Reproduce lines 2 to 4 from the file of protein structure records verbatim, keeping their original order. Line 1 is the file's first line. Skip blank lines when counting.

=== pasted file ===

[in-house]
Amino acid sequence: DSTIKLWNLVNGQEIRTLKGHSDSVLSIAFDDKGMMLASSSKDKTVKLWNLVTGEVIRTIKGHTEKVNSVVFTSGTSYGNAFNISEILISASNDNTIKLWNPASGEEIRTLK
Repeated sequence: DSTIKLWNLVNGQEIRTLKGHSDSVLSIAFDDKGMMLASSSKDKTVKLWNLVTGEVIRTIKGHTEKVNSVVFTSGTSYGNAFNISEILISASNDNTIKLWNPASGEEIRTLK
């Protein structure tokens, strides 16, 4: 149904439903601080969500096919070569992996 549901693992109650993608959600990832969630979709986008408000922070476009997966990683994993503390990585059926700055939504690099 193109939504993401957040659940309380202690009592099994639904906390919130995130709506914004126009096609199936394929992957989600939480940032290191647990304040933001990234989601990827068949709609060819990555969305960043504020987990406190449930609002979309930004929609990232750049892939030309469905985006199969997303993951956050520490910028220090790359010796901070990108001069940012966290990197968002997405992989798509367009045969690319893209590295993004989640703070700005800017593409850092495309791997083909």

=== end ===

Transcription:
Amino acid sequence: DSTIKLWNLVNGQEIRTLKGHSDSVLSIAFDDKGMMLASSSKDKTVKLWNLVTGEVIRTIKGHTEKVNSVVFTSGTSYGNAFNISEILISASNDNTIKLWNPASGEEIRTLK
Repeated sequence: DSTIKLWNLVNGQEIRTLKGHSDSVLSIAFDDKGMMLASSSKDKTVKLWNLVTGEVIRTIKGHTEKVNSVVFTSGTSYGNAFNISEILISASNDNTIKLWNPASGEEIRTLK
């Protein structure tokens, strides 16, 4: 149904439903601080969500096919070569992996 549901693992109650993608959600990832969630979709986008408000922070476009997966990683994993503390990585059926700055939504690099 193109939504993401957040659940309380202690009592099994639904906390919130995130709506914004126009096609199936394929992957989600939480940032290191647990304040933001990234989601990827068949709609060819990555969305960043504020987990406190449930609002979309930004929609990232750049892939030309469905985006199969997303993951956050520490910028220090790359010796901070990108001069940012966290990197968002997405992989798509367009045969690319893209590295993004989640703070700005800017593409850092495309791997083909």